This is by no means perfect as I wrote it in about ten minutes to half an hour. I didn’t edit it at all because I had to get it up on the discussion board before tonight. It’s not science, but it’s something. It’s also a bit cheeky, but that’s mostly due to how much I hate this class and everyone in it.
One of the general problems with childhood obesity is that we look at fat kids and solely point them out as being unhealthy instead of thinking about the health of all children. Being fat is not an overall sign of being unhealthy just as being skinny is not a sign of being in good health.
The first thing I would suggest is to eliminate food deserts. If you live in an area where the only place to get food from is the corner convenient store “healthy” eating may not even be a possibility. If you live in a market that doesn’t have a regular traffic of fresh foods you’re more likely to eat pre packaged foods or to eat out. Not everyone has cars to get to a decent grocery store, and not every area has good (or any) public transportation. Putting affordable quality food in an area is a good way to increase overall health. Doesn’t matter how it happens, either through communal farms, traveling farmers markets, or an affordable quality grocery store, anything that boosts a person’s choice in what foods they can afford to feed their child will help.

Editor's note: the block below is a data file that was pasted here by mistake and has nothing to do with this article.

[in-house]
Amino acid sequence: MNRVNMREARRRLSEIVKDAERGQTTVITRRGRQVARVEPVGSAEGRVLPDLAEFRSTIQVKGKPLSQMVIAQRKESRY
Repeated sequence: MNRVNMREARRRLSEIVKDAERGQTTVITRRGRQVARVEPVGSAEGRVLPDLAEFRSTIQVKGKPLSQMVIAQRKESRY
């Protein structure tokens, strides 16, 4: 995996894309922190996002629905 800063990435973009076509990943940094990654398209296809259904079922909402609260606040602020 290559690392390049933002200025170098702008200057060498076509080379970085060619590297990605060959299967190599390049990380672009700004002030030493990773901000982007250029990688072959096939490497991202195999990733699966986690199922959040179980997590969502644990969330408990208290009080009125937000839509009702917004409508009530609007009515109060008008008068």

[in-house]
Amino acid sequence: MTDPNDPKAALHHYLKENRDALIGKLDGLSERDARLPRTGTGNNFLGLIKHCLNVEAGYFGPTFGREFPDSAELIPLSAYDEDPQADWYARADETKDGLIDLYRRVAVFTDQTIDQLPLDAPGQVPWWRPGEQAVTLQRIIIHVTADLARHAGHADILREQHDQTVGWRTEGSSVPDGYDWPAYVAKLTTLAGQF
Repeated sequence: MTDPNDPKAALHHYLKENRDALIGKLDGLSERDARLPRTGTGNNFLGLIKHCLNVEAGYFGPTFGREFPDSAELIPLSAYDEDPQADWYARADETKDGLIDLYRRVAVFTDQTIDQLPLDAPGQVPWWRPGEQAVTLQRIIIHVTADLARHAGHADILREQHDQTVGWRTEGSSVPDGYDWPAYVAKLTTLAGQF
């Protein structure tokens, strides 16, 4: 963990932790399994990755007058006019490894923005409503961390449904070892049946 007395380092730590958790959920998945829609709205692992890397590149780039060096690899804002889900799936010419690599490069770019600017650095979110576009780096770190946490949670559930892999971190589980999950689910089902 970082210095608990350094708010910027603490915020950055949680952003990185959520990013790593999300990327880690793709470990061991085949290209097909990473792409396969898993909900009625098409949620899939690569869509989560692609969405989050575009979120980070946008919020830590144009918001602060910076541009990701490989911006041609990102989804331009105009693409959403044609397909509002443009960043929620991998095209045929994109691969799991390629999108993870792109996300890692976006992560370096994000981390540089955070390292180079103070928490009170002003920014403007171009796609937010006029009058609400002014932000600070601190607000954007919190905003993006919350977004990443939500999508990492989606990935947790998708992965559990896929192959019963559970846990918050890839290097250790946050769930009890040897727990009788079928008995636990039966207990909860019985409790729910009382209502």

The second thing I would do is institute educational programs that focused more on teaching kids and their parents ways to go about shopping for food. There’s so much misinformation out about foods out there it’s difficult to know what works for each individual person. Some people say you shouldn’t eat red meat ever, and some say eat as much red meat as you want just don’t touch carbs. If people were properly educated in what all things were actually in food as well as what effects they might have on their own individual bodies it would be easier to know which route they wanted to take towards healthy eating.
The third thing I would do is to end fat shaming and the focus on being skinny as a sign of good health. In children, the prevalence of fat shaming from their peers and the adults around them does nothing to make them not be obese. Having young children start on diets is dangerous to their health. Yo-Yoing weight is much worse than being fat for your overall health. Also, doing things to make fat kids skinny is no guarantee of them being healthy. Promoting the agenda of overall child health and safety is a much better way to end childhood obesity than programs seeking to keep kids from being fat. The other thing with this is that emotional state is a component of weight loss, and it’s more difficult for people (and especially children) to be motivated to lose any weight when their self esteem is constantly being shattered. Finally, this huge focus on not having fat kids is much more likely to lead to a problem with eating disorders than a focus on healthy eating in general.